Payne says, “But nowadays, access to the means of production is so easy. And access to filmmaking knowledge, and how-tos, is also easy. All you have to do is watch YouTube tutorials and bonus materials on DVDs, and it’s all out there. So it’s always been a matter of self-motivation, discipline, and stuff like that to actually do it. You can tell a story in many ways, short story or painting, any art form. But for anyone really burning to tell a story on film, there is no longer no excuse not to do it, other than a few thousand dollars to get set up with the basic equipment and then the wherewithal and the discipline to get it done. Or go to film school. There are many different paths.”
Is It Time To Bring Tracy Flick Back to the Big Screen?
Alexander Payne says that Election is one movie he’s directed that he can watch in its entirety from time to time. “Because it’s the only one I made that isn’t too long,” he says. “It has a very good rhythm to it. I think it succeeds because of its brisk, metronomic pace. It has a relentless, shark-like narrative drive.”
Payne is particularly fond of the film’s protagonist, Tracy Flick. “I have a soft spot for all the characters in my movies. She was no exception. You have to distinguish between whether you would like that character as a human being if you knew that human being in real life, separate from [whether] you love this person as a character, as a literary character,” he says. “As driven as she was, and the name Tracy Flick has entered popular culture as a very driven person, I still wanted to give her understanding and depth. There is a scene where she’s really weeping, and you see how much she has been manipulated by her mother. Stuff like that even subtly helps explain things,” he says.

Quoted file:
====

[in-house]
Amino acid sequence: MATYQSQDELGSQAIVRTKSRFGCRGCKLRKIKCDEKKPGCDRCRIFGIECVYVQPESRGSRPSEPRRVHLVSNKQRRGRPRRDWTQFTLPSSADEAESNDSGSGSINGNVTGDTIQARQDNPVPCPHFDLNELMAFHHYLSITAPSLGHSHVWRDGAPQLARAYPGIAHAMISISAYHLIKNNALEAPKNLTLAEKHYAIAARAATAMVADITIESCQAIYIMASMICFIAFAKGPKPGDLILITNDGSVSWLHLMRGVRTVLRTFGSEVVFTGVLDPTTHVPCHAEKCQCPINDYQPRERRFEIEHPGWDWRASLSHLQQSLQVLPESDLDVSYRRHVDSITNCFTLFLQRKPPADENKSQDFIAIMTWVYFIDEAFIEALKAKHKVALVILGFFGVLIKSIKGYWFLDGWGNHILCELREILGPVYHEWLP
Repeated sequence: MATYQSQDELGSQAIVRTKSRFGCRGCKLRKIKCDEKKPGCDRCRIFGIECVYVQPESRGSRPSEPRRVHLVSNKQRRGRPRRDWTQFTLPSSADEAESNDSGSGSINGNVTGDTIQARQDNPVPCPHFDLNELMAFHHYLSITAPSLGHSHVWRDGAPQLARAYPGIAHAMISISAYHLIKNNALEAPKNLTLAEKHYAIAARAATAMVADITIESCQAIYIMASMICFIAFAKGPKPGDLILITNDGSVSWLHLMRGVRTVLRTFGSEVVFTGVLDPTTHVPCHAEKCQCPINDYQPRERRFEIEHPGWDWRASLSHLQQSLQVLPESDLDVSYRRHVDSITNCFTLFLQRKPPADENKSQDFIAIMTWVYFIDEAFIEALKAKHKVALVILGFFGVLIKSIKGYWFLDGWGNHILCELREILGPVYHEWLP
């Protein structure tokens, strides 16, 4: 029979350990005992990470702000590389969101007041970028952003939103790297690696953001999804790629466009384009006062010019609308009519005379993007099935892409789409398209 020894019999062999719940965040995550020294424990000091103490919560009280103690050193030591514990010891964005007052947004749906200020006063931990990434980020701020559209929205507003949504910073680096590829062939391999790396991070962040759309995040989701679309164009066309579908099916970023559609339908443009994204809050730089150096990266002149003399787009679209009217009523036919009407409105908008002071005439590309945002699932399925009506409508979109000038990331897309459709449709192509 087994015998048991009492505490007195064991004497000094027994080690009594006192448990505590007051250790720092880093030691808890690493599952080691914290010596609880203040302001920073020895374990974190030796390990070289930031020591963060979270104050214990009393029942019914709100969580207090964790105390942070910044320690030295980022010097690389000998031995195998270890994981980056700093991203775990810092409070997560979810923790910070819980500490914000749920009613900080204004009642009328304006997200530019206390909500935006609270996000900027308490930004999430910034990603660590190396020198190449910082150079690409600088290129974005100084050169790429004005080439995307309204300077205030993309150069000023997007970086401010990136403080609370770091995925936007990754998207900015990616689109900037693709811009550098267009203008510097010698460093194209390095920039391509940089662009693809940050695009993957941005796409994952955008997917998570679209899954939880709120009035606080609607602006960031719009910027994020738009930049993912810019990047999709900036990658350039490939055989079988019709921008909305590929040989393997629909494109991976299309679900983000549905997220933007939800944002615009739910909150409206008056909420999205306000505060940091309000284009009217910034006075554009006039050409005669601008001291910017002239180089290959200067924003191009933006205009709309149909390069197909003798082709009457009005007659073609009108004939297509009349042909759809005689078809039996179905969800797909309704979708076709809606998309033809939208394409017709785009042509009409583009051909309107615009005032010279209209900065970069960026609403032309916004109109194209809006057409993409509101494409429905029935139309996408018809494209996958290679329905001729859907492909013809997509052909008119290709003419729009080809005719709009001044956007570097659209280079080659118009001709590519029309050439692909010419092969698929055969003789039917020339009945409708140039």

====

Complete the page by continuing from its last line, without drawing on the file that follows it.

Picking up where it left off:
In June 2022, Election author Tom Perotta published the next installment of the story, Tracy Flick Can’t Win. Speaking of sequels, would Alexander Payne ever consider bringing the characters back to life on the big screen? “Oh yeah. It’s possible. It’s very possible,” he says. “I’m interested in that world. I think there is more to say, but I’m not deep into it yet, into deciding what that would look like.”
Payne and his screenwriting partner Jim Taylor collaborated on the original Election script. “When you work with a partner, it’s nice to be throwing a larger net for ideas,” says Payne.”That’s why TV has the writer’s room. You’ve got a lot of people there throwing out ideas, and it’s just great to have all of that collective brain power. Writing, as you know, can be so very lonely and frustrating. So it’s nice to have someone help you through.”
On the other hand, Payne says, “The advantage of writing alone is it’s also nice to go to that secret silent place inside of you and just write from there and not have to talk about it first. And I think sometimes, when you’re writing something a little bit more personal, it’s good to write alone, at least at first. And then maybe work in partnership with crafting a final screenplay.”